Hypoglycemia, caused by increased transport of glucose from the mother’s body to the fetus via the placenta, may cause decreased energy levels. A decrease in energy levels can also cause nausea and vomiting in pregnancy. Pregnancy may cause an increase in sensitivity to odors that may overstimulate normal nausea stimulus[3].

Causes of Morning Sickness Other Than Pregnancy:

  • Insomnia and fatigue may disturb sleep patterns and change the neuroendocrine response, resulting in vomiting and nausea.
  • If a person sleeps for more than 12 hours without having a meal before sleep, low levels of glucose in the body can make you feel weak, nauseous, and dizzy upon waking.
  • Any health condition that causes increased acidity in the stomach or acid reflux to the esophagus may cause symptoms similar to morning sickness.
  • Sinus congestion puts pressure on the inner part of the ear, causing dizziness, nausea, vomiting, and stomach upset.
  • When post-nasal drip drains mucus from the sinuses to the throat and stomach, it can cause symptoms similar to morning sickness[4].
  • Due to emotional disturbances like anxiety, stress, and excitement, you may feel nausea.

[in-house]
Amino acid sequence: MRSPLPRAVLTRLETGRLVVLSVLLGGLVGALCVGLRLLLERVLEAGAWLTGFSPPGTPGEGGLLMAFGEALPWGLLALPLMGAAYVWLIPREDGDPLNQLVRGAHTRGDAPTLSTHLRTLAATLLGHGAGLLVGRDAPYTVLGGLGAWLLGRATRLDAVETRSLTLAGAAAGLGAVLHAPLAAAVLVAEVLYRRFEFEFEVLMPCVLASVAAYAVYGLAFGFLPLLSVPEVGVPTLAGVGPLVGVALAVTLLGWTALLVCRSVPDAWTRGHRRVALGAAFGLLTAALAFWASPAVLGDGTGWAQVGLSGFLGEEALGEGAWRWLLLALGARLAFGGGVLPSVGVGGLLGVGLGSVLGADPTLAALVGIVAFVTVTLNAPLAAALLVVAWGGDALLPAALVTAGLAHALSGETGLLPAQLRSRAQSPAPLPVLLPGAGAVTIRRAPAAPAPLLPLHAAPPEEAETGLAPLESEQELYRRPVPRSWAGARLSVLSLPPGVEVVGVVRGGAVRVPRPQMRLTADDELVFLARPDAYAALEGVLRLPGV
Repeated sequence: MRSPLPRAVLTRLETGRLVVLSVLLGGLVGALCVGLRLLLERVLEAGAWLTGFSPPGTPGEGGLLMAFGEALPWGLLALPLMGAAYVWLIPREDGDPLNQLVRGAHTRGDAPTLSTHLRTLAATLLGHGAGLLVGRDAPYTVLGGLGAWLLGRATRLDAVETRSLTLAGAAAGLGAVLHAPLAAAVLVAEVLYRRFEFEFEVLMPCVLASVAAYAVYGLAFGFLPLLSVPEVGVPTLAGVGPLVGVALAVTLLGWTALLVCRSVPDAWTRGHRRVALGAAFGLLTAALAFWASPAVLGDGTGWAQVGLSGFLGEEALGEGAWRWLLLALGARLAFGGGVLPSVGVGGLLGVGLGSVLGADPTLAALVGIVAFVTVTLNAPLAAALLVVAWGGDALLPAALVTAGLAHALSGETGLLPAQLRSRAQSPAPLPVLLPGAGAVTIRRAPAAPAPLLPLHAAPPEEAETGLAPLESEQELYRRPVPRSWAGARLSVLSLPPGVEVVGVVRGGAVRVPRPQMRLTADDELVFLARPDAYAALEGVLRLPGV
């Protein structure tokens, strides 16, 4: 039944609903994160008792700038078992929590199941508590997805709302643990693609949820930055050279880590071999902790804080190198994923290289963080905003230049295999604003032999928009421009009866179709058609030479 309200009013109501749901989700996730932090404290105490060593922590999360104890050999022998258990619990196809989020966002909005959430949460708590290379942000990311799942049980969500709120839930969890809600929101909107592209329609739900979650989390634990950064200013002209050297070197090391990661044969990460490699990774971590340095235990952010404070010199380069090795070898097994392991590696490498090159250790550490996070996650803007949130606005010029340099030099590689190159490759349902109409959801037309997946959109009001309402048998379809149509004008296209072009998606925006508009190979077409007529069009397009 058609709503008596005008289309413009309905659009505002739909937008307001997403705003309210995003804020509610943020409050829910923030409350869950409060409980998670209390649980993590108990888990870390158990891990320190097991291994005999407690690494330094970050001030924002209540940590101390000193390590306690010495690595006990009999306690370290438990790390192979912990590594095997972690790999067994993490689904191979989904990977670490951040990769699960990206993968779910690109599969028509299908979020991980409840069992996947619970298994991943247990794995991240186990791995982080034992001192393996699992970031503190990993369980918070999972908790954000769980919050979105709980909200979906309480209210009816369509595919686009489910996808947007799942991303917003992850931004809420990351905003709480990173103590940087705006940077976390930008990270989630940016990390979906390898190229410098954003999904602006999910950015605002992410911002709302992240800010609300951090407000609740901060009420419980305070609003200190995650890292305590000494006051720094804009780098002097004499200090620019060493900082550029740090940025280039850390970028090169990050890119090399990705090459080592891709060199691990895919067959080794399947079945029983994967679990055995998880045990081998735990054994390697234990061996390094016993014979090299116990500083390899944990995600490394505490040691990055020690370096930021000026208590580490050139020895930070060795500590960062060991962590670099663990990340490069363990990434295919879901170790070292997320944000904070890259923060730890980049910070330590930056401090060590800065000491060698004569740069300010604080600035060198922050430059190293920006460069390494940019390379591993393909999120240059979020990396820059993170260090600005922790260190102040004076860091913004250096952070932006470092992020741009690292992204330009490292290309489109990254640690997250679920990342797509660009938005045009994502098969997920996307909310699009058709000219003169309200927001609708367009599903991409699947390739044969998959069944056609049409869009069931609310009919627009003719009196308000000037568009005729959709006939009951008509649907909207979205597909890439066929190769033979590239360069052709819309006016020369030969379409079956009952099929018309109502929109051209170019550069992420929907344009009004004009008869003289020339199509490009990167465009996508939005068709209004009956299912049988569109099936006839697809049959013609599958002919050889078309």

• Vomiting and nausea in the morning can be caused by excessive alcohol consumption the previous night. Alcohol can also cause hypoglycemia and dehydration.
  • Morning sickness may be caused by a food allergy or intolerance. Overeating can also cause nausea and vomiting.
  • A stomach disorder known as gastroparesis may also result in nausea. It is a condition in which the muscles in the wall of the stomach become weak, obstructing the transport of food to the intestines.
  • Morning sickness may occur in the case of gallstones. These are formed due to high cholesterol levels which accumulate and harden in the bile ducts to form stones. It attaches gallbladder to the intestine via tubes that can cause pain and nausea[5].
  • Vomiting and nausea are side effects of many medications that include opioids, antibiotics, and some other drugs. Drugs used in chemotherapy also stimulate the part of your brain that controls nausea and vomiting. Occasionally, such medications disturb the cells in the lining of the intestine and stomach and may result in vomiting and nausea[6].

Symptoms of Morning Sickness:

Symptoms of morning sickness typically include vomiting and nausea, commonly during the early months of pregnancy. In some cases, symptoms of morning sickness may become severe and may also be associated with other symptoms, including:

  • Severe nausea, vomiting, or both
  • Decreased urinary output with dark-colored urine
  • Dizziness or fainting while standing up